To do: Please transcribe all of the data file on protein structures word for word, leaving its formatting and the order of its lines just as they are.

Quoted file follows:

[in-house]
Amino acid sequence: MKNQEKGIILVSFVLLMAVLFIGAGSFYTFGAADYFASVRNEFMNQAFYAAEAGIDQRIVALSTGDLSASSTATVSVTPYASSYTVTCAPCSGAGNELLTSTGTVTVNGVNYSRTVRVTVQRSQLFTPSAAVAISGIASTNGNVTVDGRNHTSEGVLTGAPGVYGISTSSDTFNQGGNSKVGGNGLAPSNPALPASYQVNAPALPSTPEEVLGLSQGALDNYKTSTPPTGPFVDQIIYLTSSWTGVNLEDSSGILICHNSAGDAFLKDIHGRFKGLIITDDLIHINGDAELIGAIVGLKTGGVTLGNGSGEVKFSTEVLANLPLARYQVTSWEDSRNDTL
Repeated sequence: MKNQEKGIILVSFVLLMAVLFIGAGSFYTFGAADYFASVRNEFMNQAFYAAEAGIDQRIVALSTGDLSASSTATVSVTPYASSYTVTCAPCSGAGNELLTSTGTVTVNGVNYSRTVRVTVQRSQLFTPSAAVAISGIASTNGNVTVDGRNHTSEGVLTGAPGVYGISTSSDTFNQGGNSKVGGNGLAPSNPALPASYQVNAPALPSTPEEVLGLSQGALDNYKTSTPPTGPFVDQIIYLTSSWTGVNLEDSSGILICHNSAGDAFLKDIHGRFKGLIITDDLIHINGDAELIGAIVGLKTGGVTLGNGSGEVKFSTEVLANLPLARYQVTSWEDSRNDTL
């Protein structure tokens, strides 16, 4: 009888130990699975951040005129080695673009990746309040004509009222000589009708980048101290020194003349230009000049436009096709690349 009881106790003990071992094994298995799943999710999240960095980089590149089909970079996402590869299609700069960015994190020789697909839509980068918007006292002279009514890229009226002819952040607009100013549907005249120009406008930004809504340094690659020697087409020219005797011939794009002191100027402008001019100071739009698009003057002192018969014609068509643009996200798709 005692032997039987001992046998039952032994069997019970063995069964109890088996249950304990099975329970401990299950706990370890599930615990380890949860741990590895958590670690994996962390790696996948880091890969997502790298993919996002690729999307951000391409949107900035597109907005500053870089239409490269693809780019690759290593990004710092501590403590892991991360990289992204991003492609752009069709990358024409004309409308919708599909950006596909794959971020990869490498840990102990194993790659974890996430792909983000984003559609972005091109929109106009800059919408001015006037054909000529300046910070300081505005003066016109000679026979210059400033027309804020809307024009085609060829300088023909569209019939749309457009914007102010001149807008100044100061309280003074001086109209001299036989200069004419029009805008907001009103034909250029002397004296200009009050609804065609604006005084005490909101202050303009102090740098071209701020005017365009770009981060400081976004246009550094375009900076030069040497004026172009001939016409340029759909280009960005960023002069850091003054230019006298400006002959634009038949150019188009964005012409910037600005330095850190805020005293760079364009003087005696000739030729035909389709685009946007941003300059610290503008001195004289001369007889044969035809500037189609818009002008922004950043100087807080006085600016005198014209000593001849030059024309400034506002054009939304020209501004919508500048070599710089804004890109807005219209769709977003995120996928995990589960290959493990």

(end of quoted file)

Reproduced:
[in-house]
Amino acid sequence: MKNQEKGIILVSFVLLMAVLFIGAGSFYTFGAADYFASVRNEFMNQAFYAAEAGIDQRIVALSTGDLSASSTATVSVTPYASSYTVTCAPCSGAGNELLTSTGTVTVNGVNYSRTVRVTVQRSQLFTPSAAVAISGIASTNGNVTVDGRNHTSEGVLTGAPGVYGISTSSDTFNQGGNSKVGGNGLAPSNPALPASYQVNAPALPSTPEEVLGLSQGALDNYKTSTPPTGPFVDQIIYLTSSWTGVNLEDSSGILICHNSAGDAFLKDIHGRFKGLIITDDLIHINGDAELIGAIVGLKTGGVTLGNGSGEVKFSTEVLANLPLARYQVTSWEDSRNDTL
Repeated sequence: MKNQEKGIILVSFVLLMAVLFIGAGSFYTFGAADYFASVRNEFMNQAFYAAEAGIDQRIVALSTGDLSASSTATVSVTPYASSYTVTCAPCSGAGNELLTSTGTVTVNGVNYSRTVRVTVQRSQLFTPSAAVAISGIASTNGNVTVDGRNHTSEGVLTGAPGVYGISTSSDTFNQGGNSKVGGNGLAPSNPALPASYQVNAPALPSTPEEVLGLSQGALDNYKTSTPPTGPFVDQIIYLTSSWTGVNLEDSSGILICHNSAGDAFLKDIHGRFKGLIITDDLIHINGDAELIGAIVGLKTGGVTLGNGSGEVKFSTEVLANLPLARYQVTSWEDSRNDTL
């Protein structure tokens, strides 16, 4: 009888130990699975951040005129080695673009990746309040004509009222000589009708980048101290020194003349230009000049436009096709690349 009881106790003990071992094994298995799943999710999240960095980089590149089909970079996402590869299609700069960015994190020789697909839509980068918007006292002279009514890229009226002819952040607009100013549907005249120009406008930004809504340094690659020697087409020219005797011939794009002191100027402008001019100071739009698009003057002192018969014609068509643009996200798709 005692032997039987001992046998039952032994069997019970063995069964109890088996249950304990099975329970401990299950706990370890599930615990380890949860741990590895958590670690994996962390790696996948880091890969997502790298993919996002690729999307951000391409949107900035597109907005500053870089239409490269693809780019690759290593990004710092501590403590892991991360990289992204991003492609752009069709990358024409004309409308919708599909950006596909794959971020990869490498840990102990194993790659974890996430792909983000984003559609972005091109929109106009800059919408001015006037054909000529300046910070300081505005003066016109000679026979210059400033027309804020809307024009085609060829300088023909569209019939749309457009914007102010001149807008100044100061309280003074001086109209001299036989200069004419029009805008907001009103034909250029002397004296200009009050609804065609604006005084005490909101202050303009102090740098071209701020005017365009770009981060400081976004246009550094375009900076030069040497004026172009001939016409340029759909280009960005960023002069850091003054230019006298400006002959634009038949150019188009964005012409910037600005330095850190805020005293760079364009003087005696000739030729035909389709685009946007941003300059610290503008001195004289001369007889044969035809500037189609818009002008922004950043100087807080006085600016005198014209000593001849030059024309400034506002054009939304020209501004919508500048070599710089804004890109807005219209769709977003995120996928995990589960290959493990």